Northampton Mercury - Friday 22 February 1924


A strange story of how a boy of fourteen whose dog is said to have knocked a boy of seven into the canal Cosgrove Sunday afternoon, and who walked away while the unfortunate boy drowned, was told at the inquest on Thomas Hillyard Payne, at the Plough Inn, Cosgrove, on Monday afternoon,

Mr. W. E. Whitten, the Coroner for South Northamptonshire, conducted the inquiry, and a jury of twelve was sworn.

Thomas C. Payne, the father, a coach maker at Wolverton Carriage Works, stated that he last saw his son alive at about a quarter to two on Sunday afternoon just before the boy left home for the Mission Hall Sunday School. Deceased was in the house again at three o’clock, and about three quarters of an hour later, a boy named Lovesay ran into the house and said that Tommy was in the canal, and he could not get him out. Witness went to the canal and when nearly opposite the overshot saw his son face downwards in the water at the outlet to the culvert. Lovesay told him the boy fell in the tunnel, and witness ran down the field to the outlet and waded into the river and got the boy out, but he appeared to be dead. Unfortunately witness did not know anything about artificial respiration, but some men who were following him took the lad in hand.

In reply to the Coroner, he said there was no grating to the entrance of the overshot. The tunnel would be about 30 inches high, and he considered about the most dangerous place possible to fall in. He had cautioned the boy, as had also his mother, against going near the water, but it seemed have had a fascination to him.

Thomas Lovesay, the boy’s companion, who gave his evidence in tears, said they walked across the fields to the canal and watched the water rushing through the sluice. They were looking at the water when a big boy came along with a dog and pushed against Tommy Payne, who lost his balance and fell in.

The Coroner; Accidentally?—Yes.

Witness said he called to Payne, but he did not answer, he ran home and told Mr. Payne.

In reply to the Coroner, Lovesay said he did not know what the name of the other boy was. The other boy saw young Tommy go down and did not say a word, but went away. He would recognise the boy again.

Mrs. Lovesay, who was present the inquest, informed the Coroner that the boy, as far she could make out, was about 14 years of age. She had questioned her son in every way, but he stuck to the same story. Dr. E. G. Heffernan, assistant to Dr. D. W. A. Bull, Stony Stratford, said he arrived at about 4.25 and used artificial respiration until five o’clock without success.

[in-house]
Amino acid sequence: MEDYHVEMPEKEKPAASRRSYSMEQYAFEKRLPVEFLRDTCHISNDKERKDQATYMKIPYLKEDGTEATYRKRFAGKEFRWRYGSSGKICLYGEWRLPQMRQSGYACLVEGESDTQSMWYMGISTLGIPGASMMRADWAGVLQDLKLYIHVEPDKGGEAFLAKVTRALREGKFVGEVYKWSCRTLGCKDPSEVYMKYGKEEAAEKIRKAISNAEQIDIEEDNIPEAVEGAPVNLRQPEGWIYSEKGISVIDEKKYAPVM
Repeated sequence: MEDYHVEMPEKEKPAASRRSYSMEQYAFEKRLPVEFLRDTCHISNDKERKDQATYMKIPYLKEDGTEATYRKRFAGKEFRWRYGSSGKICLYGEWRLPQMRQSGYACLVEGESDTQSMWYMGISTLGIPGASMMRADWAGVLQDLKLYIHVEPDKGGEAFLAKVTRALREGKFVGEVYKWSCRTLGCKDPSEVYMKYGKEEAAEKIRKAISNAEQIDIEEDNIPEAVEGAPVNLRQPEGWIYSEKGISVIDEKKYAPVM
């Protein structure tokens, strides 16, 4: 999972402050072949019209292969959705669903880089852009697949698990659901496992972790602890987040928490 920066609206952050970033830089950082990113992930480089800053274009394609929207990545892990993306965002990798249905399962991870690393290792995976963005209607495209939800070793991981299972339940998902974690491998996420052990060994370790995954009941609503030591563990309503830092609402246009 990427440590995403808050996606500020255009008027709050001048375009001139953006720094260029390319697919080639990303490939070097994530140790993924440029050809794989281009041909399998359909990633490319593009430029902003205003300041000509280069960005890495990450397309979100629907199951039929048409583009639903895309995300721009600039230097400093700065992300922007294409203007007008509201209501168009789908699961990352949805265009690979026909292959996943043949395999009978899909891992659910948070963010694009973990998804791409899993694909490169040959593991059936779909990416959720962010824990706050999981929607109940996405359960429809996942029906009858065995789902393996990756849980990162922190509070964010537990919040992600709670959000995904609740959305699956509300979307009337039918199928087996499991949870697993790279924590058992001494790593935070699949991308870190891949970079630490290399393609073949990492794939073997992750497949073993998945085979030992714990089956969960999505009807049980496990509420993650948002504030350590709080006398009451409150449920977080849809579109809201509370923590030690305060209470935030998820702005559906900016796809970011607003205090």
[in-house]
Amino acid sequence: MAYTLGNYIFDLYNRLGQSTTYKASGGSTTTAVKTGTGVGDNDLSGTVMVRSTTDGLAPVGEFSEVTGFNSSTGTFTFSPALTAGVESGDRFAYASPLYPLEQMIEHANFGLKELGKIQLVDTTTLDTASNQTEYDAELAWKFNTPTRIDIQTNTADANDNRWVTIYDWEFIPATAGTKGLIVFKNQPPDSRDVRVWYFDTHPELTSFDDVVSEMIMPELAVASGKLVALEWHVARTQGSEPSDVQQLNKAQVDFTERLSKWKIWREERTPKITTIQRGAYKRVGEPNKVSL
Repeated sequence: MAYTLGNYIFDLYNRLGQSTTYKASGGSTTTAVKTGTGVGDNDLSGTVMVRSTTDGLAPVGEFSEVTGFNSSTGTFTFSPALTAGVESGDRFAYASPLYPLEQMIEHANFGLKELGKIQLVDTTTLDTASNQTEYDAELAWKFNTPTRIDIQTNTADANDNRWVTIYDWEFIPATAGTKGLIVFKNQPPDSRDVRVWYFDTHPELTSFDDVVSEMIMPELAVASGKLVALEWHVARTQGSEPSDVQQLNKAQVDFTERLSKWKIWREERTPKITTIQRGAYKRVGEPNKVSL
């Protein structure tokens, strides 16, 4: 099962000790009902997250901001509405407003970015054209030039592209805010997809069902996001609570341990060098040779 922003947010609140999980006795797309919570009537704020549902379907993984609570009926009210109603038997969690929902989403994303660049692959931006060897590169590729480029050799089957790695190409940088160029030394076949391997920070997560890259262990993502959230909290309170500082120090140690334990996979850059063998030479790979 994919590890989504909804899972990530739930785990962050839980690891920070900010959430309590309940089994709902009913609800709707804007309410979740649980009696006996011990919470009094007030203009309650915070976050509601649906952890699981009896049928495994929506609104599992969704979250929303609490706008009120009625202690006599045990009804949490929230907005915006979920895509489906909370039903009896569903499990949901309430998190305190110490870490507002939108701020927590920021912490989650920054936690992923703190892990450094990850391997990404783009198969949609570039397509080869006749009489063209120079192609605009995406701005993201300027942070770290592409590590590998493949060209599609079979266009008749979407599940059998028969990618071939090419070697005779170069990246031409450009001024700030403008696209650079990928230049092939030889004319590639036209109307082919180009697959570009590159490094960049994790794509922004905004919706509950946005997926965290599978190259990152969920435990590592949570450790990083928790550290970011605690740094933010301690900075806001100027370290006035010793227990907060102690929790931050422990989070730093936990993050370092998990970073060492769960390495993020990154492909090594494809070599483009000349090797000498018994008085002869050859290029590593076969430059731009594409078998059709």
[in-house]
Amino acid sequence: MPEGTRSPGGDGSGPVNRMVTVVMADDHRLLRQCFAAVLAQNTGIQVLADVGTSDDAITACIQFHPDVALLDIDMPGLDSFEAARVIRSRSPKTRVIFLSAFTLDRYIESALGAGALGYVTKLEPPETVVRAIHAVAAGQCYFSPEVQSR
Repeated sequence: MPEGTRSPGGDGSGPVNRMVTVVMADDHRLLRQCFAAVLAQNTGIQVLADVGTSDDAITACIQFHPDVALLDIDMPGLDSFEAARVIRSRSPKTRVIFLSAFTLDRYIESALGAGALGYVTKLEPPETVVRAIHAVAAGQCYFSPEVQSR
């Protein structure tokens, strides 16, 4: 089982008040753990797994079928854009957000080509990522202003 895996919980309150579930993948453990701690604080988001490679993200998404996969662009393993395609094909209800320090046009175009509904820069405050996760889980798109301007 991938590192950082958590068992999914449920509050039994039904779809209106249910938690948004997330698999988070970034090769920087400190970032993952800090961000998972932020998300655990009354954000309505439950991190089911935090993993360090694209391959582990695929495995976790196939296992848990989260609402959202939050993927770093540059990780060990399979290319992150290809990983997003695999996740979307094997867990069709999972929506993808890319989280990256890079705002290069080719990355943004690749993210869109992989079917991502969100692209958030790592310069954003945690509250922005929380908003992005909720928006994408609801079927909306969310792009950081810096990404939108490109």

Upon examining the boy he was of opinion that death was due more or less to shock. He might have banged his head against something, but there were no external marks. There were appearances of drowning.

The jury returned a verdict of “Death from misadventure by a fall into the sluice, partly from and partly from drowning.”

Upon the suggestion of the Coroner, it was decided to make representations to the Canal Company for the culvert to be protected with a grating The Coroner remarked it was a very mean and miserable thing for the other boy to go away. Sympathy was expressed with Mr. and Mrs. Payne.

Northampton Mercury - Friday 12 December 1924


The inquest was conducted by Mr. W. E. Whitton, District Coroner, at the Barge Inn, Cosgrove, on Wednesday afternoon, into the circumstances of the death of Mr. Joseph Watson, of Wolverton, whose body was found in the river near Cosgrove, on Tuesday.

Mr. W. S. Parrott, Stony Stratford and Wolverton, represented the Wolverton Benefit Building Society, of which Mr. Watson was secretary.

Mr William Watson, coach-painter, 130, Cambridge-street, Wolverton, said his brother was a cashier in the Railway Works at Wolverton. He had not at any time threatened to take his life.

Mr. Henry Clay Jenkins, Wolverton, railway accountant, stated that he saw Mr. Watson on Tuesday morning, when he sent for him to his office to discuss business matters. He asked deceased how he was and he replied that he was just as usual. At 1.45 the same day he received a message that Mr. Watson had not been home to dinner and he caused inquiries to be made. It was found that shortly after 11 o’clock, before going to the bank with the day's cash. Mr. Watson had left the keys of the Railway Office safe with the deputy cashier. Witness had the safe opened and found three letters —one addressed, to Mrs. Watson, one to witness, and the other to the directors of the Building Society.

The Coroner read the letter to witness, as follows;

Dear Mr. Jenkins. —Forgive me. You have been very kind and helpful and the staff generally has been kind. It seems an awful ending to a long service but I am completely done. Have tried to please. The accounts are quite correct. Do what you can for my wife if anything happens. I have had an awful time —mental depression and have tried to keep a smiling face at home and in the office. My wife has been kind and patient, but of course it has been a trial to me. Forgive me please.—Yours, J. Watson. Witness afterwards had the safe checked and found everything correct. The Works Manager sent a search party out after deceased, and the office staff went across the fields to see if they could find him. P.C. Bonner, Wolverton, gave evidence of the discovery on Tuesday afternoon of a hat and coat on the bank of the Ouse, near the Iron Trunk, Cosgrove. In the pocket of the coat was a postcard upon which was written: Love to all. May God forgive me. Distracted.”